Last Updated: 2023-07-07
Author(s): Anzengruber F., Navarini A.
Small-bulb impetigo, non-bullous impetigo.
The non-bullous form is more common than the bullous variant. Usually staphylococci are the trigger, sometimes there is a mixed infection or colonisation with group A streptococci.
Macular erythematous lesions with severe exudation and honey-yellow crusts are seen mainly on the face, especially under the nose, but also in other locations (neck, trunk, hands, etc.). In addition, tense, water-clear vesicles are visible. Often, no primary florescences can be identified. In the course of the disease, healing occurs without scarring.>
- Clinical presentation
- Bacterial smear
- ASL titer, ASO titer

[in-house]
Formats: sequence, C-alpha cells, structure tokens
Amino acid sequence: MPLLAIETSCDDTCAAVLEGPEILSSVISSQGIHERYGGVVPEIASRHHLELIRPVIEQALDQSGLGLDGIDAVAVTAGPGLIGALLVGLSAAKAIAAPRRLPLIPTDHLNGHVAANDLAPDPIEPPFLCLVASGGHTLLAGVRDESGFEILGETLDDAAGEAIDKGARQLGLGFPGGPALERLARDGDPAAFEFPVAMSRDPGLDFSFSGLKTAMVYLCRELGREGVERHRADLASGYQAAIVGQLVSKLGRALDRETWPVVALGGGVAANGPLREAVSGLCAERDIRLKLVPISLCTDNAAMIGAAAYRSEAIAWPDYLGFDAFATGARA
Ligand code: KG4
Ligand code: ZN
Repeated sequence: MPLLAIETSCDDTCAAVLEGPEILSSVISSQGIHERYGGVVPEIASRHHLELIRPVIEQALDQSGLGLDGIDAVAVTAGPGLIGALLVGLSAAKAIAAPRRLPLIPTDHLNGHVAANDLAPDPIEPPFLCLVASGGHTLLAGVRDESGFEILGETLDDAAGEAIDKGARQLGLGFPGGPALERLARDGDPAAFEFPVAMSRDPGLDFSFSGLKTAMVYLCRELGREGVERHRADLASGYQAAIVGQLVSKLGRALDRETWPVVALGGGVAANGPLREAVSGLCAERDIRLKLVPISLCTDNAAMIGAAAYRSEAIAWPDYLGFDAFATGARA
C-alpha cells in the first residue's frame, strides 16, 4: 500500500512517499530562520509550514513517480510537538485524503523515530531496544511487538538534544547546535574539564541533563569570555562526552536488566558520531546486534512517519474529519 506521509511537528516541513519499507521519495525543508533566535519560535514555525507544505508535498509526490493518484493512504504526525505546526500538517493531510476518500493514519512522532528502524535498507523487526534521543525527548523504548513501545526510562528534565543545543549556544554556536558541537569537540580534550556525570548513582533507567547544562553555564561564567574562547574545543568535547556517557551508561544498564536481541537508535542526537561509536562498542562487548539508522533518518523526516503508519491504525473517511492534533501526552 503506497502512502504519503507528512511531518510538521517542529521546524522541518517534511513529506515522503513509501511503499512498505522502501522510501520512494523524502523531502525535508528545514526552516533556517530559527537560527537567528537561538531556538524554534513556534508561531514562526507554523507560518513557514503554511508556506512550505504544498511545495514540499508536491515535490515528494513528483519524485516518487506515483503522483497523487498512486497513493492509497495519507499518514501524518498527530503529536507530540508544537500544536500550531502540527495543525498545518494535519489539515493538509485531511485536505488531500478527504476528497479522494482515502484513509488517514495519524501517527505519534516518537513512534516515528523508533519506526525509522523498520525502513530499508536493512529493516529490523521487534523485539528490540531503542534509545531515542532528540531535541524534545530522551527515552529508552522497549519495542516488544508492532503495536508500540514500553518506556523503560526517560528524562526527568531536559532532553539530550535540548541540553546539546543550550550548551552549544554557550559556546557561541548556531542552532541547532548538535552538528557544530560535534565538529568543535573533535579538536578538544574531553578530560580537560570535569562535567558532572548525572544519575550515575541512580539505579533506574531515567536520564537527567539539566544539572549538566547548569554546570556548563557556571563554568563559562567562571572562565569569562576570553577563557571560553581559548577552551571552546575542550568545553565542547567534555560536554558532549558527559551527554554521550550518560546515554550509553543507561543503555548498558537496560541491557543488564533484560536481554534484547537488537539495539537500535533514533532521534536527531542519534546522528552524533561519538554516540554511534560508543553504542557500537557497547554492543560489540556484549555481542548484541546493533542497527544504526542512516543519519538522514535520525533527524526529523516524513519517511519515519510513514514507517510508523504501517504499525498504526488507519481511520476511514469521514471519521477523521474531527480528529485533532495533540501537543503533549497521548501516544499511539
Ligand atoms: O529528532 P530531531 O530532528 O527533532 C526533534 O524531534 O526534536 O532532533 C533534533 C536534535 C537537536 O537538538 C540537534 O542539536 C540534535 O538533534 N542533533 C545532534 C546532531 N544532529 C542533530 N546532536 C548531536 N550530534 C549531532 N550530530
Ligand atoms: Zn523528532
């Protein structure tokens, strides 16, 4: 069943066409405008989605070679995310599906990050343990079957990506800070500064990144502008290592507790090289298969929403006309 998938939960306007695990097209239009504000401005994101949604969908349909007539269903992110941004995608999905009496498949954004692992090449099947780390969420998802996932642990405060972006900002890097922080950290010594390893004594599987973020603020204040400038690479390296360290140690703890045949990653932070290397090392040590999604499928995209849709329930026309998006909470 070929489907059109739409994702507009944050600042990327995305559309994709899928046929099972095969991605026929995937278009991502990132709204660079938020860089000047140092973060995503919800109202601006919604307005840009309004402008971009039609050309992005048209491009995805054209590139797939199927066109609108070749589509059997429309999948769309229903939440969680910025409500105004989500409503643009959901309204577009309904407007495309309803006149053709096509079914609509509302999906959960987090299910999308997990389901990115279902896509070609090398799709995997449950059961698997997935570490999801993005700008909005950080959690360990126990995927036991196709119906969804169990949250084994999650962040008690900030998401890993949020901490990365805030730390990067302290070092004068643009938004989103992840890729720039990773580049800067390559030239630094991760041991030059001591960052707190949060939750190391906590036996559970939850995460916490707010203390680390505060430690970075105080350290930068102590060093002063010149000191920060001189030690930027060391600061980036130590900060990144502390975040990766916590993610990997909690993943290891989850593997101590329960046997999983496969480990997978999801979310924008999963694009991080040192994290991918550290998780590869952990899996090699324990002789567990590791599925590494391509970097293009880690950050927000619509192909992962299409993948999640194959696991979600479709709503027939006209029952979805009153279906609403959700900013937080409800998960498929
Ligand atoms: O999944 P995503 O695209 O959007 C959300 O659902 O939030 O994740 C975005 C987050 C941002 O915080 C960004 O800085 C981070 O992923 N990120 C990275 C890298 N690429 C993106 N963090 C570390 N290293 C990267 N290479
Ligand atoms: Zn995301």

- Urinanalysis (to rule out glomerulonephritis), follow-up after 2-4 weeks recommended
- In adults, HIV infection should be excluded
Mostly on the face, especially under the nose, but also in other locations (neck, trunk, hands, etc.).
Spongiosis and subtle inflammatory reaction of the deeper epithelium. Subcorneal pustule formation (bacteria, fibrin and neutrophil leukocytes).
- Purulent conjunctivitis
- Otitis media
- Postinectic glomerulonephritis
- Rheumatic fever
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